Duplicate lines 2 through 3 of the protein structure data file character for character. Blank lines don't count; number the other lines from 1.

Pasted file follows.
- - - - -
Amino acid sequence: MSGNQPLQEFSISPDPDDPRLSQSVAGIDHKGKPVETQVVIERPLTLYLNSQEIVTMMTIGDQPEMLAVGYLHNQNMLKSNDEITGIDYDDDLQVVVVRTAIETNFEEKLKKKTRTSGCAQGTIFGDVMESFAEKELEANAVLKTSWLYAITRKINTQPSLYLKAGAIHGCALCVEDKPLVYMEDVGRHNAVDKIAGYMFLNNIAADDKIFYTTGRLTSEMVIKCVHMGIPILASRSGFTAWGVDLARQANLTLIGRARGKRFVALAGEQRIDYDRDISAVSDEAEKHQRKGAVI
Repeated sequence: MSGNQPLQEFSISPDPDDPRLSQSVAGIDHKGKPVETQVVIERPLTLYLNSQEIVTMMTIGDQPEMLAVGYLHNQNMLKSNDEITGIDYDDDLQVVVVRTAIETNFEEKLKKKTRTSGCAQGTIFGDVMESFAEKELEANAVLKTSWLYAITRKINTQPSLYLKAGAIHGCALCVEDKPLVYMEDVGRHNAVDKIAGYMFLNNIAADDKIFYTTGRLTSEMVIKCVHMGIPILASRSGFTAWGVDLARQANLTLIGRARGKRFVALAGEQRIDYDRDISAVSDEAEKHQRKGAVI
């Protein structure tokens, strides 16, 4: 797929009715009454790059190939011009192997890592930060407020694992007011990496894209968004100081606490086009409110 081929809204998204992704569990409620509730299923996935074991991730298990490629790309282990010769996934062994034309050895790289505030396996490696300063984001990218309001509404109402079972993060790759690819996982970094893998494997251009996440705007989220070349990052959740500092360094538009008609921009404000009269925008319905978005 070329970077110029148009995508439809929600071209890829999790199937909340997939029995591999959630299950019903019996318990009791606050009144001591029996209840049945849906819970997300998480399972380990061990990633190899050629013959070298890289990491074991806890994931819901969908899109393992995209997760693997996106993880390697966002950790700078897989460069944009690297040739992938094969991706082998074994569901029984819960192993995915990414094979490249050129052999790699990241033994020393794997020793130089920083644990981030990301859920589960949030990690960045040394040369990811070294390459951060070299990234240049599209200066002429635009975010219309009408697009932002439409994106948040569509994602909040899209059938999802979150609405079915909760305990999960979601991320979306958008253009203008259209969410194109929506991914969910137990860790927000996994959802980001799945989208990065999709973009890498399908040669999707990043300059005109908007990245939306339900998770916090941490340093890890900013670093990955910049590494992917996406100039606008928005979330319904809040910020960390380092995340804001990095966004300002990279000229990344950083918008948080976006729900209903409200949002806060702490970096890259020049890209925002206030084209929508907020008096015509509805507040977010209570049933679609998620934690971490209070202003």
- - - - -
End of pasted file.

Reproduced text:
Repeated sequence: MSGNQPLQEFSISPDPDDPRLSQSVAGIDHKGKPVETQVVIERPLTLYLNSQEIVTMMTIGDQPEMLAVGYLHNQNMLKSNDEITGIDYDDDLQVVVVRTAIETNFEEKLKKKTRTSGCAQGTIFGDVMESFAEKELEANAVLKTSWLYAITRKINTQPSLYLKAGAIHGCALCVEDKPLVYMEDVGRHNAVDKIAGYMFLNNIAADDKIFYTTGRLTSEMVIKCVHMGIPILASRSGFTAWGVDLARQANLTLIGRARGKRFVALAGEQRIDYDRDISAVSDEAEKHQRKGAVI
């Protein structure tokens, strides 16, 4: 797929009715009454790059190939011009192997890592930060407020694992007011990496894209968004100081606490086009409110 081929809204998204992704569990409620509730299923996935074991991730298990490629790309282990010769996934062994034309050895790289505030396996490696300063984001990218309001509404109402079972993060790759690819996982970094893998494997251009996440705007989220070349990052959740500092360094538009008609921009404000009269925008319905978005 070329970077110029148009995508439809929600071209890829999790199937909340997939029995591999959630299950019903019996318990009791606050009144001591029996209840049945849906819970997300998480399972380990061990990633190899050629013959070298890289990491074991806890994931819901969908899109393992995209997760693997996106993880390697966002950790700078897989460069944009690297040739992938094969991706082998074994569901029984819960192993995915990414094979490249050129052999790699990241033994020393794997020793130089920083644990981030990301859920589960949030990690960045040394040369990811070294390459951060070299990234240049599209200066002429635009975010219309009408697009932002439409994106948040569509994602909040899209059938999802979150609405079915909760305990999960979601991320979306958008253009203008259209969410194109929506991914969910137990860790927000996994959802980001799945989208990065999709973009890498399908040669999707990043300059005109908007990245939306339900998770916090941490340093890890900013670093990955910049590494992917996406100039606008928005979330319904809040910020960390380092995340804001990095966004300002990279000229990344950083918008948080976006729900209903409200949002806060702490970096890259020049890209925002206030084209929508907020008096015509509805507040977010209570049933679609998620934690971490209070202003």